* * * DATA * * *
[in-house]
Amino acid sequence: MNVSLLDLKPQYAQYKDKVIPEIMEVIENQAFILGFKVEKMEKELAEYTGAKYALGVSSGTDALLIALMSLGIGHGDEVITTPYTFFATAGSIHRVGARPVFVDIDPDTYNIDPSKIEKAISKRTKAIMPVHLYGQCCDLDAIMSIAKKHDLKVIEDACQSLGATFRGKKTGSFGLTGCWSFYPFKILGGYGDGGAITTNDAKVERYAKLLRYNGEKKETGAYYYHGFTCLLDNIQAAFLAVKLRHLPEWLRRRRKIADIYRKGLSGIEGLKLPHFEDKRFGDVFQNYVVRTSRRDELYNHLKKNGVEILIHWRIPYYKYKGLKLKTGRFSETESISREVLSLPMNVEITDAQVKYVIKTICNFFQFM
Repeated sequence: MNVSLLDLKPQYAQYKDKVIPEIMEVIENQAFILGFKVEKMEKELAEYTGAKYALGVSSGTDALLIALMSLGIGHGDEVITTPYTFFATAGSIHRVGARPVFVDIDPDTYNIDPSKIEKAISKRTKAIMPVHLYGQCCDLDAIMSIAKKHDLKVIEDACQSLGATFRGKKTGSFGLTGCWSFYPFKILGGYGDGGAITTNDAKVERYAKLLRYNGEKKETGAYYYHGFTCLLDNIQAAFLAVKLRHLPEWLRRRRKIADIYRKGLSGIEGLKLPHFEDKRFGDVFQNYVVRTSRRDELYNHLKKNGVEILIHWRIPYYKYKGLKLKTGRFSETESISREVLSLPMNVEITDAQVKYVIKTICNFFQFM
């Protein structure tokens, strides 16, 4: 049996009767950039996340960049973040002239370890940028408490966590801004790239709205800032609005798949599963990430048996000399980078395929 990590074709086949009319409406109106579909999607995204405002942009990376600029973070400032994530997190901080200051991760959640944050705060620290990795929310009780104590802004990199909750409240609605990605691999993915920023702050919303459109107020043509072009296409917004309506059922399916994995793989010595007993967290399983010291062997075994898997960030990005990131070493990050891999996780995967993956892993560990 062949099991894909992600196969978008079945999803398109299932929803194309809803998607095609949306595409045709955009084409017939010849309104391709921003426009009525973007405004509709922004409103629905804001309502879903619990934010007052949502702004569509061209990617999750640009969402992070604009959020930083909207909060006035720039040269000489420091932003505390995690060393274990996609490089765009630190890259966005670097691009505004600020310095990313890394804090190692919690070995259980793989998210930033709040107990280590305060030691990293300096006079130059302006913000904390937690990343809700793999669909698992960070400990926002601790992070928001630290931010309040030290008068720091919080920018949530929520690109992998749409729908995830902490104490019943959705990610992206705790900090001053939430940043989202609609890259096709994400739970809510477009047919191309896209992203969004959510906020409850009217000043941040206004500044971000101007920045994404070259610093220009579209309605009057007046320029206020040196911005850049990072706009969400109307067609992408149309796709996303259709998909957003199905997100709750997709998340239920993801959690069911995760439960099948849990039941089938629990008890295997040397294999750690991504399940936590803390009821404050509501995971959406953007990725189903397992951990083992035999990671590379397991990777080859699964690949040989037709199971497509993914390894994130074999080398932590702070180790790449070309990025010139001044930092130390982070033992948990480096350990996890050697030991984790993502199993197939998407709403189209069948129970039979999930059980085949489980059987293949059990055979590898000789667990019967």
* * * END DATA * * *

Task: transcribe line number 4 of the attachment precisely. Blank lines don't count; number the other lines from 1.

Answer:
């Protein structure tokens, strides 16, 4: 049996009767950039996340960049973040002239370890940028408490966590801004790239709205800032609005798949599963990430048996000399980078395929 990590074709086949009319409406109106579909999607995204405002942009990376600029973070400032994530997190901080200051991760959640944050705060620290990795929310009780104590802004990199909750409240609605990605691999993915920023702050919303459109107020043509072009296409917004309506059922399916994995793989010595007993967290399983010291062997075994898997960030990005990131070493990050891999996780995967993956892993560990 062949099991894909992600196969978008079945999803398109299932929803194309809803998607095609949306595409045709955009084409017939010849309104391709921003426009009525973007405004509709922004409103629905804001309502879903619990934010007052949502702004569509061209990617999750640009969402992070604009959020930083909207909060006035720039040269000489420091932003505390995690060393274990996609490089765009630190890259966005670097691009505004600020310095990313890394804090190692919690070995259980793989998210930033709040107990280590305060030691990293300096006079130059302006913000904390937690990343809700793999669909698992960070400990926002601790992070928001630290931010309040030290008068720091919080920018949530929520690109992998749409729908995830902490104490019943959705990610992206705790900090001053939430940043989202609609890259096709994400739970809510477009047919191309896209992203969004959510906020409850009217000043941040206004500044971000101007920045994404070259610093220009579209309605009057007046320029206020040196911005850049990072706009969400109307067609992408149309796709996303259709998909957003199905997100709750997709998340239920993801959690069911995760439960099948849990039941089938629990008890295997040397294999750690991504399940936590803390009821404050509501995971959406953007990725189903397992951990083992035999990671590379397991990777080859699964690949040989037709199971497509993914390894994130074999080398932590702070180790790449070309990025010139001044930092130390982070033992948990480096350990996890050697030991984790993502199993197939998407709403189209069948129970039979999930059980085949489980059987293949059990055979590898000789667990019967």